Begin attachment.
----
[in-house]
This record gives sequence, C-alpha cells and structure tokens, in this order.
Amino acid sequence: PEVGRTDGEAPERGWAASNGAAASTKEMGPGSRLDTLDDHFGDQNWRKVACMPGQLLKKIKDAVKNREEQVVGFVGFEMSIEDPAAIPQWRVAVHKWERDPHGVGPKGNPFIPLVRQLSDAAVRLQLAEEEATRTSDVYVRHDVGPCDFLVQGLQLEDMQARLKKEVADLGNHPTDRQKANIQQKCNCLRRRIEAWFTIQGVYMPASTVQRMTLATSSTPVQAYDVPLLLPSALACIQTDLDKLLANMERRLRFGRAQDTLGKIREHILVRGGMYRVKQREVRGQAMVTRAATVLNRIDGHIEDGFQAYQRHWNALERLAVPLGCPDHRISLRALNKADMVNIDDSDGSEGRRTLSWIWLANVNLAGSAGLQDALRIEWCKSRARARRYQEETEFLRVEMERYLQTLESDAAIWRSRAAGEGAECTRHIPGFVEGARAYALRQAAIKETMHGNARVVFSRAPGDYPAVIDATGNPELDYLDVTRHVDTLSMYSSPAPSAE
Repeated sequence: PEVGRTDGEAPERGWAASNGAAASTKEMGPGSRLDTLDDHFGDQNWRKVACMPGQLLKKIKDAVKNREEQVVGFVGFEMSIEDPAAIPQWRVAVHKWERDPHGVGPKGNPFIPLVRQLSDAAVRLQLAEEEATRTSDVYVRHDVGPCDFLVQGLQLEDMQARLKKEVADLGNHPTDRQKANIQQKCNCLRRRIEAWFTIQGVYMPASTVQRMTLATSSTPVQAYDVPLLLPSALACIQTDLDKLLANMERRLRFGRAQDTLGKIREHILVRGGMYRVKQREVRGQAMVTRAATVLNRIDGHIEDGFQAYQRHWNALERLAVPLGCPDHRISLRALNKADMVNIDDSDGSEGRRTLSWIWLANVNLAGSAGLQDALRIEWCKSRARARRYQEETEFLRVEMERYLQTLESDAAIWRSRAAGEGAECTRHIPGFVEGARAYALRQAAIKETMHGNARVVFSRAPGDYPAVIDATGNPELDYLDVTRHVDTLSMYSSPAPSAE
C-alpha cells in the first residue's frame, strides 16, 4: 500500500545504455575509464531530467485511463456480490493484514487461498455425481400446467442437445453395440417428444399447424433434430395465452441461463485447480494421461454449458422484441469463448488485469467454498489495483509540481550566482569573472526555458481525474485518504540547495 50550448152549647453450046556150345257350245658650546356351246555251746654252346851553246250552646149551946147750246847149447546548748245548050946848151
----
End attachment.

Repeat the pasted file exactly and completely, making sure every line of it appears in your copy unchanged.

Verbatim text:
[in-house]
This record gives sequence, C-alpha cells and structure tokens, in this order.
Amino acid sequence: PEVGRTDGEAPERGWAASNGAAASTKEMGPGSRLDTLDDHFGDQNWRKVACMPGQLLKKIKDAVKNREEQVVGFVGFEMSIEDPAAIPQWRVAVHKWERDPHGVGPKGNPFIPLVRQLSDAAVRLQLAEEEATRTSDVYVRHDVGPCDFLVQGLQLEDMQARLKKEVADLGNHPTDRQKANIQQKCNCLRRRIEAWFTIQGVYMPASTVQRMTLATSSTPVQAYDVPLLLPSALACIQTDLDKLLANMERRLRFGRAQDTLGKIREHILVRGGMYRVKQREVRGQAMVTRAATVLNRIDGHIEDGFQAYQRHWNALERLAVPLGCPDHRISLRALNKADMVNIDDSDGSEGRRTLSWIWLANVNLAGSAGLQDALRIEWCKSRARARRYQEETEFLRVEMERYLQTLESDAAIWRSRAAGEGAECTRHIPGFVEGARAYALRQAAIKETMHGNARVVFSRAPGDYPAVIDATGNPELDYLDVTRHVDTLSMYSSPAPSAE
Repeated sequence: PEVGRTDGEAPERGWAASNGAAASTKEMGPGSRLDTLDDHFGDQNWRKVACMPGQLLKKIKDAVKNREEQVVGFVGFEMSIEDPAAIPQWRVAVHKWERDPHGVGPKGNPFIPLVRQLSDAAVRLQLAEEEATRTSDVYVRHDVGPCDFLVQGLQLEDMQARLKKEVADLGNHPTDRQKANIQQKCNCLRRRIEAWFTIQGVYMPASTVQRMTLATSSTPVQAYDVPLLLPSALACIQTDLDKLLANMERRLRFGRAQDTLGKIREHILVRGGMYRVKQREVRGQAMVTRAATVLNRIDGHIEDGFQAYQRHWNALERLAVPLGCPDHRISLRALNKADMVNIDDSDGSEGRRTLSWIWLANVNLAGSAGLQDALRIEWCKSRARARRYQEETEFLRVEMERYLQTLESDAAIWRSRAAGEGAECTRHIPGFVEGARAYALRQAAIKETMHGNARVVFSRAPGDYPAVIDATGNPELDYLDVTRHVDTLSMYSSPAPSAE
C-alpha cells in the first residue's frame, strides 16, 4: 500500500545504455575509464531530467485511463456480490493484514487461498455425481400446467442437445453395440417428444399447424433434430395465452441461463485447480494421461454449458422484441469463448488485469467454498489495483509540481550566482569573472526555458481525474485518504540547495 50550448152549647453450046556150345257350245658650546356351246555251746654252346851553246250552646149551946147750246847149447546548748245548050946848151